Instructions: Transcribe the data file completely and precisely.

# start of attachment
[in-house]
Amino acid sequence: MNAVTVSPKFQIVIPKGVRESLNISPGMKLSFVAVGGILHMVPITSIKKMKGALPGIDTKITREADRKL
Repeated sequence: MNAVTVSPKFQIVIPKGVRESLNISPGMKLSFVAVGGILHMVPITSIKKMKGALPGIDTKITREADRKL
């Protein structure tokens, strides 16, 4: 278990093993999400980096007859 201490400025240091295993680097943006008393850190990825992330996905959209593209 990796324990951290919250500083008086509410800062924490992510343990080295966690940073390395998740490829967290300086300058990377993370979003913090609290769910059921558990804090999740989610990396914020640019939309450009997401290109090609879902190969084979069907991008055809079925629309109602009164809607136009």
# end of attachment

[in-house]
Amino acid sequence: MNAVTVSPKFQIVIPKGVRESLNISPGMKLSFVAVGGILHMVPITSIKKMKGALPGIDTKITREADRKL
Repeated sequence: MNAVTVSPKFQIVIPKGVRESLNISPGMKLSFVAVGGILHMVPITSIKKMKGALPGIDTKITREADRKL
């Protein structure tokens, strides 16, 4: 278990093993999400980096007859 201490400025240091295993680097943006008393850190990825992330996905959209593209 990796324990951290919250500083008086509410800062924490992510343990080295966690940073390395998740490829967290300086300058990377993370979003913090609290769910059921558990804090999740989610990396914020640019939309450009997401290109090609879902190969084979069907991008055809079925629309109602009164809607136009």